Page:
[Templates] Meet the Badger (TT3's half-cousin) Redux

Stevan Little stevan.little at iinteractive.com
Tue Sep 9 16:54:21 BST 2008


Andy,

On Sep 9, 2008, at 8:59 AM, Andy Wardley wrote:
> Hi Stevan,
>
> Thanks for taking the time to set me straight. I apologise for  
> making such a
> bad job of comparing the two. I can assure you that it was only my own
> ignorance at fault and no malice was intended. I hope I didn't  
> cause any
> offense.

No offense taken at all.

>> As for the clever magic, you will find very little of it inside
>
> Ah, but the emphasis was on *clever* rather than magic.  :-)
>
> And there's some *really* clever stuff in Moose (and Class::MOP).  
> It is magic,
> in the sense that it happens behind the scenes, but it's definitely  
> good
> magic. Not to be confused with...
>
>> Deep magic in Perl is almost always fragile
>
> Agreed.   <shudder>

Yeah, fair nuff, I agree with you on that point. I guess there is  
also different notions of magic for different people. Hanging around  
Audrey in the Pugs days, and Yuval Kogman and Matt Trout these days,  
what I consider deep magic tends to be really deeply totally batshit  
insane magic to others.

>> Moose too uses the "regular" Perl 5 object model, don't be fooled  
>> by  the nice syntactic sugar, it is only sugar, underneath it all  
>> Moose  is just plain old vanilla Perl 5 hash-based OO.
>
> Yes, totally understood.  I think what I was trying to get at was the
> different syntactic style of creating object classes and how closely
> that maps onto to the underlying old school Perl 5 implementation  
> (or not).

Yup, agreed, that makes sense.

> (BTW I just found Moose::Unsweetened which is very useful here)

Yup, Dave Rolsky++ for that one, he has done an amazing job on the  
docs :)

> Badger's evolution has been much more closely aligned with the old  
> school Perl
> 5 object model, as an accident of history rather than design  
> (Badger is mostly
> re-churned code from the last 10 years rather than a new design  
> from scratch).
> As a result, I think there's less of a mental leap than that  
> required to leave
> the old school Perl 5 rules behind and start thinking in terms of  
> new school
> Moose.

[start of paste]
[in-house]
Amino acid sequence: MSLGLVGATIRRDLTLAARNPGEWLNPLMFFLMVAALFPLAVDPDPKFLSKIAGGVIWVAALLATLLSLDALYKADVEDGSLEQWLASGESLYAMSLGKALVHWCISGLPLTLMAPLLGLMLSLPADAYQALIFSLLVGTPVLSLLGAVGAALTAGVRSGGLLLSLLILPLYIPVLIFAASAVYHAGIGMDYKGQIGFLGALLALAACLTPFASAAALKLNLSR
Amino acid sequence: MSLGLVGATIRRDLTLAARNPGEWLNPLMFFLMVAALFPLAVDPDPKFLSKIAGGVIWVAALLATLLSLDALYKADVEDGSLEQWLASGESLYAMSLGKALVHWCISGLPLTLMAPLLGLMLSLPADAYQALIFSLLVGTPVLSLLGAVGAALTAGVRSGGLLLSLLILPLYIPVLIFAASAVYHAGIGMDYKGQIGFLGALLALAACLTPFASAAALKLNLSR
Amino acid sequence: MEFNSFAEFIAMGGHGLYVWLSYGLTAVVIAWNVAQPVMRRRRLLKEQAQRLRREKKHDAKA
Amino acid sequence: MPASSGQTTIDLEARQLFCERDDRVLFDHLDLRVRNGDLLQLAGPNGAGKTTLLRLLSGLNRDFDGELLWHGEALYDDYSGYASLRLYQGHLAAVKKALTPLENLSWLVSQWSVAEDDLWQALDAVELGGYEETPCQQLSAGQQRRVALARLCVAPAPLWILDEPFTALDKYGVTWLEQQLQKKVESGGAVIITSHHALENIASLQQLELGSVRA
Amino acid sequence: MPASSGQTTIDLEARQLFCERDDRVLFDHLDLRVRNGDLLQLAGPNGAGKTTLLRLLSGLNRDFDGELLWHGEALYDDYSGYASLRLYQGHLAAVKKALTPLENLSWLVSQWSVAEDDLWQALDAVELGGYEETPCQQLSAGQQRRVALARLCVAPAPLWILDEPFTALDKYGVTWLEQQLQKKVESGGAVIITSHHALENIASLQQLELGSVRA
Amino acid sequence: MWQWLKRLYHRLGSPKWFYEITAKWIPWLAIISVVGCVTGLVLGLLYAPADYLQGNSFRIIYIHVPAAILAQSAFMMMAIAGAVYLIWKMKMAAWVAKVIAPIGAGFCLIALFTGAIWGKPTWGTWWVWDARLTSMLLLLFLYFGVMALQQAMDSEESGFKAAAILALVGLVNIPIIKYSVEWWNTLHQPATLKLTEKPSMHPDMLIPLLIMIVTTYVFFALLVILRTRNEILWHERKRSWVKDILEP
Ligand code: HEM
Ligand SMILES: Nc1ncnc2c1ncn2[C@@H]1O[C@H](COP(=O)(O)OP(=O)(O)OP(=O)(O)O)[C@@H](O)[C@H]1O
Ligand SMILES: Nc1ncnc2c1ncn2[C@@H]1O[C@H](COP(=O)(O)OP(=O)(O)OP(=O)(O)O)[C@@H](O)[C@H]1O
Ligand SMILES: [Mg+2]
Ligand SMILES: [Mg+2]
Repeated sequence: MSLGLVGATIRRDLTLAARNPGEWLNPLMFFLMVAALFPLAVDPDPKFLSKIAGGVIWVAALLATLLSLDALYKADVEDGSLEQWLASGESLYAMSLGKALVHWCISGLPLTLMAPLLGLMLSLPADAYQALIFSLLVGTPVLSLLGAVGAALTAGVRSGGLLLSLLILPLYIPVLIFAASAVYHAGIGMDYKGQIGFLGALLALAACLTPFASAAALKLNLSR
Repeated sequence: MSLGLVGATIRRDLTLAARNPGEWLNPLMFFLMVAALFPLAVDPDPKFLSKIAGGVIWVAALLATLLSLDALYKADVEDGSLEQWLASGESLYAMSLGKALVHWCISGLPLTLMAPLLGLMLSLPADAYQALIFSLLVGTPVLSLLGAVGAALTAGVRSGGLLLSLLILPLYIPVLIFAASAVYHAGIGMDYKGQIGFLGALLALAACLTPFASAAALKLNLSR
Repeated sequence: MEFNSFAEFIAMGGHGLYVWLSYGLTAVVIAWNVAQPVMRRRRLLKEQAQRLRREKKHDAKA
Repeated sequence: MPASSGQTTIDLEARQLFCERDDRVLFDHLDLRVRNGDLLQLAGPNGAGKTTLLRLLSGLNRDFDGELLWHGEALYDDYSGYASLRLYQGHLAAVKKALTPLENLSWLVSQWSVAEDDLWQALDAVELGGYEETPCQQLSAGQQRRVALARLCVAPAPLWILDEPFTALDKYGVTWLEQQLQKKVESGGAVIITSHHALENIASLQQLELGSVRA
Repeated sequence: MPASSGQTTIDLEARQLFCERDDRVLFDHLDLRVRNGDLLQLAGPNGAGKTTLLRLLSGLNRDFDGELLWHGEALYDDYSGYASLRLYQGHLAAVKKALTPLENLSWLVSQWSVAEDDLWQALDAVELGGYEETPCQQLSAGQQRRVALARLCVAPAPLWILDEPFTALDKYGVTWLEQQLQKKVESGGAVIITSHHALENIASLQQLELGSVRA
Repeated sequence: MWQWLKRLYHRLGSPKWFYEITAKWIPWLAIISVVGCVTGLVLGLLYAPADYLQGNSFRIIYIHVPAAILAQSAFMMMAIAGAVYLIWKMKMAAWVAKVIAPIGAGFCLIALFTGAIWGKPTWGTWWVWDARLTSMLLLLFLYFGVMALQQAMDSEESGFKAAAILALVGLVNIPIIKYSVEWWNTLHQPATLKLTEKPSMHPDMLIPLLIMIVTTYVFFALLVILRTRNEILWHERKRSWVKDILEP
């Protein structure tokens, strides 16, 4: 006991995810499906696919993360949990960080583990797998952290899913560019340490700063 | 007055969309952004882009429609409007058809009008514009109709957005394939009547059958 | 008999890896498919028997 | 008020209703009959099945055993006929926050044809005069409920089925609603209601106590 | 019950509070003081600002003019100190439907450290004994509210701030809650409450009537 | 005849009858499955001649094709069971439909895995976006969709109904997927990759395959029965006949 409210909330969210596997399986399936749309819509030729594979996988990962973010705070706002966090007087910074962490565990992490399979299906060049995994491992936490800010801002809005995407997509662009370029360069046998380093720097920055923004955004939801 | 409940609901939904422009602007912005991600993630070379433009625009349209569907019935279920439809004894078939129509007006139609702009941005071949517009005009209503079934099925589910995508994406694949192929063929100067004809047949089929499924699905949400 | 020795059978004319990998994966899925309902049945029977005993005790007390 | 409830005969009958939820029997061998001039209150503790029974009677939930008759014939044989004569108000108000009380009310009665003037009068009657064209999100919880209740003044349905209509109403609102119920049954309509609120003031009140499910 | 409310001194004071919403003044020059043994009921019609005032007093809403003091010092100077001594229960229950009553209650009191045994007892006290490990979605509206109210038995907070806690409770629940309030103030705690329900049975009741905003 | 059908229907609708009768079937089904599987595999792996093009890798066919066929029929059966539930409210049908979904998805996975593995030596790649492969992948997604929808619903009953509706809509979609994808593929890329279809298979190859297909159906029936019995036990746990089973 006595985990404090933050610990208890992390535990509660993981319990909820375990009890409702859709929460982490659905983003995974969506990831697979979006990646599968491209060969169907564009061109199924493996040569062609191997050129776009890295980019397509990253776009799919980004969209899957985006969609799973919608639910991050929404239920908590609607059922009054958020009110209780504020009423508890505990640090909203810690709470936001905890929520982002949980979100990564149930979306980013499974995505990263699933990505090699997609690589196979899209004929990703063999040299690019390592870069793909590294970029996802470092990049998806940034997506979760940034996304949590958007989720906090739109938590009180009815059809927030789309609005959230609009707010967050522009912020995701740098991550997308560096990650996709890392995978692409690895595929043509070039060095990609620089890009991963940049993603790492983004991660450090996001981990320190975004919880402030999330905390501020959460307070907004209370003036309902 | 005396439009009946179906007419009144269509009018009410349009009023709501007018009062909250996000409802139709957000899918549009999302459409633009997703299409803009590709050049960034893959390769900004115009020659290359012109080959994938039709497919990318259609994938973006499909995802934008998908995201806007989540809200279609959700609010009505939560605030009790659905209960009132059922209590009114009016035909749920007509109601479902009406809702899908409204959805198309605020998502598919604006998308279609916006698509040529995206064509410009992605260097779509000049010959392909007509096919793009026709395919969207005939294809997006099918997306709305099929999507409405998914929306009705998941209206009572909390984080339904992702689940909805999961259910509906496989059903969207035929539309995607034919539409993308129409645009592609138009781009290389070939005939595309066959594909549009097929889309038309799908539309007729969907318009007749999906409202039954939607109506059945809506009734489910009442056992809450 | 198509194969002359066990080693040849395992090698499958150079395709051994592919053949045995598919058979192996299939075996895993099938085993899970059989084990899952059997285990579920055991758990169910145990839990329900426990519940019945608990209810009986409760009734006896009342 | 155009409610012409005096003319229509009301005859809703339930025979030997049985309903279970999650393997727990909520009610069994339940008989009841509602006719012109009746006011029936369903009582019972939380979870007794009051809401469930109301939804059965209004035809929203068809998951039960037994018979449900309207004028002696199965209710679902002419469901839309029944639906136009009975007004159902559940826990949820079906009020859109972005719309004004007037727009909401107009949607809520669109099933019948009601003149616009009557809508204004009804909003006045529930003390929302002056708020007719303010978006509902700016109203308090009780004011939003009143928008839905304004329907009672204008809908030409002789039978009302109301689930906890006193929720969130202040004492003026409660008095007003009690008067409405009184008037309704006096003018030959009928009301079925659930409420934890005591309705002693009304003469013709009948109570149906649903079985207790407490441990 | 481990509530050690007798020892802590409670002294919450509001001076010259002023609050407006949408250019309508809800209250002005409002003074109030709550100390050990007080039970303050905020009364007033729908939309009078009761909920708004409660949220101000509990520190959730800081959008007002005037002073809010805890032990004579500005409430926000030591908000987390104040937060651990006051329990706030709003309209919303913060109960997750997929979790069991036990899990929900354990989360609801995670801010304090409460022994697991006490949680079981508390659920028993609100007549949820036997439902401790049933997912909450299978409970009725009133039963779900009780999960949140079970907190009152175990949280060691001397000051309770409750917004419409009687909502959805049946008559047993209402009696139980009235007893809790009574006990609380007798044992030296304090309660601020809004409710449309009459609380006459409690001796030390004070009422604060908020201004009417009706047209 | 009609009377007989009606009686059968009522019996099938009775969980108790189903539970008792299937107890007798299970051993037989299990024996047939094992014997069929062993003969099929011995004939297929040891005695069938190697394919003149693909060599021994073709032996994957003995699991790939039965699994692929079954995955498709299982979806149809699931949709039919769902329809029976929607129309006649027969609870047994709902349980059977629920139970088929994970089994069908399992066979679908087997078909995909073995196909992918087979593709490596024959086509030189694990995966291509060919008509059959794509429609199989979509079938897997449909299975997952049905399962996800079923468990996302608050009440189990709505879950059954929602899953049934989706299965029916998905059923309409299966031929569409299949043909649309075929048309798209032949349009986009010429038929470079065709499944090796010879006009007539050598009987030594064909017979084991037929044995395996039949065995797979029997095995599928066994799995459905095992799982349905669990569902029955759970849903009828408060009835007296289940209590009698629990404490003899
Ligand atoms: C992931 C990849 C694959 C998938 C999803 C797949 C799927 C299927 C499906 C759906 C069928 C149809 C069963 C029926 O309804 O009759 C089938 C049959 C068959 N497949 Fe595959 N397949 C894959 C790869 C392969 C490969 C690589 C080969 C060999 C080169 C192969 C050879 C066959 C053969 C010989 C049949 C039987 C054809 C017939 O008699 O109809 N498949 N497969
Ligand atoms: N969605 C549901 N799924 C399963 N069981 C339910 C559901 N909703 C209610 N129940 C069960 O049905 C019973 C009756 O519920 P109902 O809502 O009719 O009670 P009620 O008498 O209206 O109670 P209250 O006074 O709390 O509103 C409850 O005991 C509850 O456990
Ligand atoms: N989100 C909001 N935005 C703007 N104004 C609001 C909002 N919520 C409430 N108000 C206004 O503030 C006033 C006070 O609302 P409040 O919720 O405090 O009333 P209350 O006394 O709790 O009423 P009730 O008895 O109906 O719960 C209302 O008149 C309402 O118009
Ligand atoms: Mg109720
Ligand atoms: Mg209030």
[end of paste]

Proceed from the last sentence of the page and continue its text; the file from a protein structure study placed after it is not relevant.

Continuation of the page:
Yes, this is true, and I have found it more and more as people have  
tried converting Class::Accessor code to Moose. THere are some  
Class::Accessor-isms which just don't work with Moose (the permissive  
C::A constructor is one, and use of undef in the C::A accessors).

> Moose operates at a slightly higher level of abstraction. To  
> stretch the
> analogy, it's like jumping in a taxi and letting the taxi driver  
> find the best
> route. In contrast, Badger gives you a bike (it's got a basket, a  
> bell that
> rings, and things to make it look good) and a map of some nice  
> forest trails
> with good foraging spots along the way.

Great, now that that song is in my head its gonna be another Early  
Floyd/Syd Barrett day in the old iTunes.. helloooo crazy!

But yeah I think your analogy is correct, Moose does try and do a lot  
for you in comparison to Badger, both exposing the control of these  
things in a different way. However I think your undercutting Badger a  
bit, I think that along with a Bike and a map of forest trails, it  
has also packed a picnic lunch, some energy bars, a snake bite kit  
and small tent in case you find a nice place to camp.

>>>     * Moose is more framework, Badger is more toolkit.
>> Actually I disagree here, a Framework is typically something which  
>> is  partially complete, but needs your code to fill in the rest in  
>> order  to become a full application. Catalyst is a framework, Ruby  
>> on Rails  is a framework, etc etc. Moose is not a framework, it is  
>> completely  stand alone and your code doesn't fill in the missing  
>> pieces, instead  it /uses/ Moose to build it's own thing.
>
> Yes, you're right, although it was only intended to be a relative  
> comparison
> between the two. s/is more/is *slightly* more/g to get a better  
> idea of what I
> was thinking.
>
> I meant it in the sense of 'use Moose' being a buy-in to all the Moose
> goodness. You get the extra keywords, the Moose::Object base, and  
> so on.
> In return you have to accept the way that Moose does things OO-wise  
> and put
> a certain trust the route that the taxi driver takes.  But it is a  
> complete
> system. In contrast, Badger is more like a box of bits and some  
> self-assembly
> may be required.

Yup, I agree there too.

>> <snip>
>
> Yes, exactly.  Modulo our slightly different definitions of where the
> metaprogramming stops and the metaprogramming-programming starts :-)

You say metAprogramming I say mEtaprogramming, 'sall works for me.  
The word itself is such an overused term these days (Thanks a Lot  
Ruby guys! sheesh), so the definition is "flexible" :)

But seriously, I see what you mean, the layer between vanilla Perl 5  
OO and Badger is much thiner then between it and Moose.

>> And Moose I am sure would play nicely with Badger.
>
> Yes, they both play together quite well.  I've only tried the  
> basics of
> creating objects using both Badger and Moose, but they both seem quite
> happy in each other's company:
>
> http://badgerpower.com/svnweb/Badger/view/trunk/badger/t/misc/moose.t

Hmm, I should probably put that into the Moose test suite too, that  
way we can be sure to maintain compat.

Excellent, thanks for updating the docs and clarifying, I think I  
have a better idea of what Badger is all about now too. Perhaps there  
may be a BadgerX::Moose and/or MooseX::Badger in the future :)

- Stevan







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